The definition of the word “ugly” is more than an aesthetic determination of whatever is the opposite of beauty. The meaning changes over time just as the meaning of beauty changes over time. Ugly in many ways is a social construct. The work in this exhibition reflects each artist’s attempt to give the viewer access to what is ugly for them.
All twelve artists in UGLY are women. One cannot escape the initial immediate meaning of ugly as describing women who do not fulfill the ideals of a stereotypical male gaze. Whether it is expressed in their work overtly or covertly, these women have experienced living in our contemporary Western culture and have in their life undoubtedly been the subject of an assessment on those grounds. The question then is, does this experience influence their perception of ugliness and their expression of it through their work?
Ugly can be something or someone unpleasant or repulsive to look at or it can involve violence. It can be something that causes disquiet or be morally repugnant such as ugly speech or behavior. It can be immoral as in something ominous or sinister. Ugly is not only about seeing but also about feeling. Ugly is fascinating. Ugly is at times repellent. Although making art is often seen as an attempt to describe and communicate a sense of beauty, understanding and assessing what ugly is can be a way of understanding beauty and inspecting ugliness can be a way of defining beauty. Determining what is ugly can be instructive.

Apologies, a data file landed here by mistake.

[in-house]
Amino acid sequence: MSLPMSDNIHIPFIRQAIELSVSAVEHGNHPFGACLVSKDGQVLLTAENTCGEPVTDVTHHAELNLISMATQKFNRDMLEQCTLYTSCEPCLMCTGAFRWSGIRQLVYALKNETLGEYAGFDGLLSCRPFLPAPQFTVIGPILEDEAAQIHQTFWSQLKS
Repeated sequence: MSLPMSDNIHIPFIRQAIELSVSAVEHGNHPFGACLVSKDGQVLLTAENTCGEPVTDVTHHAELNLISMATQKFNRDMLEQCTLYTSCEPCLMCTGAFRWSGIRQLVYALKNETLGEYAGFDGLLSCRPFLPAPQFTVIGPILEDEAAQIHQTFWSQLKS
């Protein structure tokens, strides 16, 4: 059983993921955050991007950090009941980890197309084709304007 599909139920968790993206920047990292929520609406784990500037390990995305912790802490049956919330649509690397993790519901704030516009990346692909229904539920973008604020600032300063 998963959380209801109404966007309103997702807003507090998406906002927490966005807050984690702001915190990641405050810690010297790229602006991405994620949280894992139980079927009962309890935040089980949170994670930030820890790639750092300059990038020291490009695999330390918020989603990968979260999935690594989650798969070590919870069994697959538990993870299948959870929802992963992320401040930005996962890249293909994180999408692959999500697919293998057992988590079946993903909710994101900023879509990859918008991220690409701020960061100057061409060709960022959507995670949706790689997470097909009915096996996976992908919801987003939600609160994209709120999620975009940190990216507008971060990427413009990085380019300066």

When an artist sets out to describe ugliness, the result can take many forms because of the many possible definitions. This exhibition of painting, drawing, sculpture, photography and mixed-media construction shows that what is ugly is purely personal and often political. We are living in ugly times. This is certainly true if one chooses to use the definition of ugly as morally offensive, dreadful, fearful, frightful or horrible.
A case can be made that what we consider ugly is actually, deeply, subconsciously attractive in the way that driving past a car accident requires at least a glance at the scene of horror. The work in this exhibition is often deeply attractive in this way. Ultimately though, UGLY asks the question: ugly? or is it?
Stefany Benson, Curator